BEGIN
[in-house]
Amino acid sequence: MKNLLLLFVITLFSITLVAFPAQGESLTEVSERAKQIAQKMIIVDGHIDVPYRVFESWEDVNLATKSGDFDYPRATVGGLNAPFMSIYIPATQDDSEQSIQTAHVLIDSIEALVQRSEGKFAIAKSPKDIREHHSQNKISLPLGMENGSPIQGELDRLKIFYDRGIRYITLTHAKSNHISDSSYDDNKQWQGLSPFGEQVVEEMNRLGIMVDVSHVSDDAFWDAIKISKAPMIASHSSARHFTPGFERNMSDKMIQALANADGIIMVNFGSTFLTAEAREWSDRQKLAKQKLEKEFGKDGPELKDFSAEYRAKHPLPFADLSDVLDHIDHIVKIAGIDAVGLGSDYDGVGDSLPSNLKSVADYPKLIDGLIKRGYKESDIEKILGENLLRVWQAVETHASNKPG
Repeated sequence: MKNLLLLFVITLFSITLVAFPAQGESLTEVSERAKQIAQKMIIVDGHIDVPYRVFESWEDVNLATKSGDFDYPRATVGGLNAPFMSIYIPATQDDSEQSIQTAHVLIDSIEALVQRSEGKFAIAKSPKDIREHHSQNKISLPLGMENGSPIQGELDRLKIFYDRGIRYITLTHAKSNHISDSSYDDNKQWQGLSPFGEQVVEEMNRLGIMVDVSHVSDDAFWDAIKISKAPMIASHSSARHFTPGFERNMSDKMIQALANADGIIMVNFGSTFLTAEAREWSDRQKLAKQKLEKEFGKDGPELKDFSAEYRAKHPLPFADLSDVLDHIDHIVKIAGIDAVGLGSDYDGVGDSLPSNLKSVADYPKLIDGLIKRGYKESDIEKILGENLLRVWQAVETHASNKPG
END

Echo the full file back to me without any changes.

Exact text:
[in-house]
Amino acid sequence: MKNLLLLFVITLFSITLVAFPAQGESLTEVSERAKQIAQKMIIVDGHIDVPYRVFESWEDVNLATKSGDFDYPRATVGGLNAPFMSIYIPATQDDSEQSIQTAHVLIDSIEALVQRSEGKFAIAKSPKDIREHHSQNKISLPLGMENGSPIQGELDRLKIFYDRGIRYITLTHAKSNHISDSSYDDNKQWQGLSPFGEQVVEEMNRLGIMVDVSHVSDDAFWDAIKISKAPMIASHSSARHFTPGFERNMSDKMIQALANADGIIMVNFGSTFLTAEAREWSDRQKLAKQKLEKEFGKDGPELKDFSAEYRAKHPLPFADLSDVLDHIDHIVKIAGIDAVGLGSDYDGVGDSLPSNLKSVADYPKLIDGLIKRGYKESDIEKILGENLLRVWQAVETHASNKPG
Repeated sequence: MKNLLLLFVITLFSITLVAFPAQGESLTEVSERAKQIAQKMIIVDGHIDVPYRVFESWEDVNLATKSGDFDYPRATVGGLNAPFMSIYIPATQDDSEQSIQTAHVLIDSIEALVQRSEGKFAIAKSPKDIREHHSQNKISLPLGMENGSPIQGELDRLKIFYDRGIRYITLTHAKSNHISDSSYDDNKQWQGLSPFGEQVVEEMNRLGIMVDVSHVSDDAFWDAIKISKAPMIASHSSARHFTPGFERNMSDKMIQALANADGIIMVNFGSTFLTAEAREWSDRQKLAKQKLEKEFGKDGPELKDFSAEYRAKHPLPFADLSDVLDHIDHIVKIAGIDAVGLGSDYDGVGDSLPSNLKSVADYPKLIDGLIKRGYKESDIEKILGENLLRVWQAVETHASNKPG